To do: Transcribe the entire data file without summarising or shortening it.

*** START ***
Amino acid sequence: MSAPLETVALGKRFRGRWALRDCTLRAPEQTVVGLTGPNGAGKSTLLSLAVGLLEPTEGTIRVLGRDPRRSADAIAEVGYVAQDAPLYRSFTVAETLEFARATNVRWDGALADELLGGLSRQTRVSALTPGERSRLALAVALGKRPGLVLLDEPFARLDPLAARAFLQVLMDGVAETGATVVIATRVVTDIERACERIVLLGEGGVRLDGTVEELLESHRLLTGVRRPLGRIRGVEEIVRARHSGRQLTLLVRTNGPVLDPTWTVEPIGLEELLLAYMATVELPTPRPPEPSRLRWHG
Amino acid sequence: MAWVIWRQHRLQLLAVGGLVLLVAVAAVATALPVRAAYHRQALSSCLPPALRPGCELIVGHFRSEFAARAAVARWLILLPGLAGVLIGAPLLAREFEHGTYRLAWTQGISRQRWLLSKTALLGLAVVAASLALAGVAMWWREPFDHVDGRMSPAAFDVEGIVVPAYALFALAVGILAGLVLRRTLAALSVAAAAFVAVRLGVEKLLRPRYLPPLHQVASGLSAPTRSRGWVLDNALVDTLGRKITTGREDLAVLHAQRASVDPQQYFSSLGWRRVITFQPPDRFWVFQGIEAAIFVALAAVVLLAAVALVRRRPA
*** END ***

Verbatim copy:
Amino acid sequence: MSAPLETVALGKRFRGRWALRDCTLRAPEQTVVGLTGPNGAGKSTLLSLAVGLLEPTEGTIRVLGRDPRRSADAIAEVGYVAQDAPLYRSFTVAETLEFARATNVRWDGALADELLGGLSRQTRVSALTPGERSRLALAVALGKRPGLVLLDEPFARLDPLAARAFLQVLMDGVAETGATVVIATRVVTDIERACERIVLLGEGGVRLDGTVEELLESHRLLTGVRRPLGRIRGVEEIVRARHSGRQLTLLVRTNGPVLDPTWTVEPIGLEELLLAYMATVELPTPRPPEPSRLRWHG
Amino acid sequence: MAWVIWRQHRLQLLAVGGLVLLVAVAAVATALPVRAAYHRQALSSCLPPALRPGCELIVGHFRSEFAARAAVARWLILLPGLAGVLIGAPLLAREFEHGTYRLAWTQGISRQRWLLSKTALLGLAVVAASLALAGVAMWWREPFDHVDGRMSPAAFDVEGIVVPAYALFALAVGILAGLVLRRTLAALSVAAAAFVAVRLGVEKLLRPRYLPPLHQVASGLSAPTRSRGWVLDNALVDTLGRKITTGREDLAVLHAQRASVDPQQYFSSLGWRRVITFQPPDRFWVFQGIEAAIFVALAAVVLLAAVALVRRRPA